Central Arkansas venues have a full week of commemorative events planned
Mike Nichols' talents are like those of an experimental physicist — a person who has the mind of a theoretician and the engineering ability to prove his theories. He is an artist, an architect and a carpenter, able to translate his vision into three dimensions — a throwback to a different era in stagecraft, Arkansas Repertory Theatre director Robert Hupp says, when designing and building sets were a one-man show.
The Rep-going public has been exposed to Nichols' particular genius for 30 years now, during which time he's created around 118 sets. It was 1982 when Nichols, his master's degree in drama newly in hand, came to Little Rock to apply at The Rep for the job of technical director. How did he pull it off? "I told Cliff [Baker] I could do it," he said, shrugging. And he can. He can make it rain on stage, make a convincing brick wall out of Styrofoam. On Nichols' sets, actors can take a shower, swim in a swimming pool. He can bring in the forest or create one of scenic dope and chickenwire. His sets can be fussy scene-setters when necessary, geometric abstraction when just a whisper of atmosphere is what works.
To mark his 30th anniversary, The Rep is exhibiting Nichols' drawings, photographs and set models on the third floor of the theater. Nichols talked about them with a reporter, moving from photo to mock-ups, explaining what box sets are (three walls) and the stagecraft of Jo Meilziner.
The technically complex set for "West Side Story" (1994-95 season) is "one of my favorites of all time," Nichols said. For Leonard Bernstein's musical, Nichols created an all-white set; all color was supplied by lighting and costumes. Two tall structures on either side of the stage could both revolve and move left and right. One had a balcony on one side and windows on the reverse; as the structure moved off stage, the view of Tony and Maria kiss on the balcony transformed to a view of them through the windows — like a camera's "dolly shot," Nichols said.
He's made it rain on stage in two productions, "The Rainmaker" (1994-95) and "The Grapes of Wrath" (2000
-01). In the former, the rain poured off the edge of a tin roof stage left, fed by a hidden hose and filling troughs made to look and function as steps. In the latter, the set was created entirely of raw pine Nichols bought fresh cut in Perry County — he was portraying rusticity — and the rain falling at the end of the play created the sweet smell of wet pine. That production also included a truck — created from a Model-A Ford given to the Rep — that moved about the stage on a track and pivoting castors.
For Terrence McNally's "Lips Together, Teeth Apart" (1993-94), Nichols constructed a working shower on stage and a swimming pool 3 feet deep, 16 feet wide and 4 feet long, a pool no one will swim in for fear of getting AIDS.
Nichols, 57, a native of Morrilton, says his architectural and construction talents likely derive from his mother, Juanita Nichols, who drew the blueprints for the building that housed the Conway County Center for Exceptional Children, which she founded. Her father, Nichols' grandfather, was a carpenter who taught Nichols as a boy how to build things, and who would drive to Little Rock from Atkins after Nichols started working at The Rep to watch him construct sets.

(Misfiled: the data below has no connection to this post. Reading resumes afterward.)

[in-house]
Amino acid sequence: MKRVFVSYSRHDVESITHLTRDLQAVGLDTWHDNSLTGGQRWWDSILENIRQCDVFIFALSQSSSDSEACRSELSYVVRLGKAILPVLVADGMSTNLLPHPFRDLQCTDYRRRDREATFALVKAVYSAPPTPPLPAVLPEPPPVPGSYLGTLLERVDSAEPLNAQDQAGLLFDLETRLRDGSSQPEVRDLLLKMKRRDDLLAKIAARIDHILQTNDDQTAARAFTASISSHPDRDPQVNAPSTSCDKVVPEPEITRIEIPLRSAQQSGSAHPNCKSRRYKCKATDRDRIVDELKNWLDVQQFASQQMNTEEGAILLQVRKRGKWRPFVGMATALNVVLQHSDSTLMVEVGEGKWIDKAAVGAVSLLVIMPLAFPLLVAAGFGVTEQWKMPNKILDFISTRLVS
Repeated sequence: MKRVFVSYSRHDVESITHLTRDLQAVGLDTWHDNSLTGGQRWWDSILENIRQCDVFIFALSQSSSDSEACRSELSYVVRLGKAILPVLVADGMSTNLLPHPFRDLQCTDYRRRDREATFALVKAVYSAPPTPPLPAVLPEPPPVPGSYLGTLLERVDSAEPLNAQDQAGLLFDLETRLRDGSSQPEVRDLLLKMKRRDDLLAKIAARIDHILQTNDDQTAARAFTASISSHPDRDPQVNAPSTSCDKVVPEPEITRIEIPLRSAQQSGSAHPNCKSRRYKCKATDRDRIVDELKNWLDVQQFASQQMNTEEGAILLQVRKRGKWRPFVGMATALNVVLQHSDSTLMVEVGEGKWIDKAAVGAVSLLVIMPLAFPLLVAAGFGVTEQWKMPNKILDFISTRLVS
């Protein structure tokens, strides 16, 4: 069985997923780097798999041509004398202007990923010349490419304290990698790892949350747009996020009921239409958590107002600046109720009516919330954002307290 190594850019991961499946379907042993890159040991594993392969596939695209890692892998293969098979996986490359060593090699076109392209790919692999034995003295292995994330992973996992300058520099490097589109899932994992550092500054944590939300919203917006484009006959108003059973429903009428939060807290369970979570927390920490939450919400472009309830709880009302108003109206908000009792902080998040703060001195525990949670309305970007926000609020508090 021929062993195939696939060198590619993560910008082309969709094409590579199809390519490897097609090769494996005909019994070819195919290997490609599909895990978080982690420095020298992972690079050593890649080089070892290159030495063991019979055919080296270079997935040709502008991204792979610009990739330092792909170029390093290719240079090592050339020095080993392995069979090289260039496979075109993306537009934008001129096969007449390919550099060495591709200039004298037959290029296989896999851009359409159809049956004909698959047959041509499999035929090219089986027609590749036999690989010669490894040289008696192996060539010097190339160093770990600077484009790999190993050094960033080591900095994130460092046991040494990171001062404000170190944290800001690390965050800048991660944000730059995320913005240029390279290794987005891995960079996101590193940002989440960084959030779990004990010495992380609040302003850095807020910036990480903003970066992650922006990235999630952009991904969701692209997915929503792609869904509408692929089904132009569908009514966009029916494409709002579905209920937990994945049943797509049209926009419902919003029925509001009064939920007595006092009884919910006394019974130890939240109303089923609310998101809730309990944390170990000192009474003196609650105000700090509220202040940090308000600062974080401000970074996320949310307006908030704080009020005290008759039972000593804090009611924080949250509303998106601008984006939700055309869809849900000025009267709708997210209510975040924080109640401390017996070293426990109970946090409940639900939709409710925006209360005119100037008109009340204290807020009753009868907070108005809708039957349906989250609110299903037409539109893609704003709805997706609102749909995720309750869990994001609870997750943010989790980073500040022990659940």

A largely self-taught student of art and architecture (Nichols likes the work of Little Rock's Charles Thompson) Nichols draws inspiration from both. A collage by African-American artist Romare Bearden inspired the background of his set for August Wilson's "Fences" (a set that also required Nichols to create from hand-carved Styrofoam the brick façade of the central structure, a ramshackle house). For the set of David Auburn's "Proof" (2002-03) Nichols and Hupp drove through Hillcrest looking at Craftsman homes. For "Kiss of the Spider Woman" (1987-88), Nichols called Amnesty International and asked them to describe the grim jails of South America (they declined to help; he turned to the use of jailor's shadows and a projection of a spiderweb against the high walls of the cell to convey the dark drama).
Sometimes Nichols sketches his ideas; sometimes he goes right to his ¼-inch scale models, making his ideas come to life with balsa wood sticks and black foam board. Sometimes, the ideas are slow in coming. "I bang my head a lot," he said. Always, he's listening to his "kicking stereo," and depending on the show he could be listening, he said, to anyone from Copeland to Coltrane. Can the rhythms be detected in the set design? "I hope so," Nichols said.
Of Nichols' design for "The Grapes of Wrath," Hupp said the sets "rose to the level of Steinbeck's novel." Hupp said that he likes to "direct plays that have an epic sweep," anchored in some part of history, and that Nichols' sets for Shakespeare's works — including the recently concluded "Henry V" — are "among my favorites."
"I like clean. I like simple," Nichols said. And he loves mid-century American plays. He wanted to design a set for "Death of a Salesman" so much that when Memphis' Playhouse on the Square offered him the job, he took it, moving to Memphis for two weeks, designing and building the set, all for $800. He's looking forward to the Rep's production of Arthur Miller's play next spring — but is waiting until his pre-play meeting with Hupp to begin translating his mental images to reality. "I'm getting better at it," he said.
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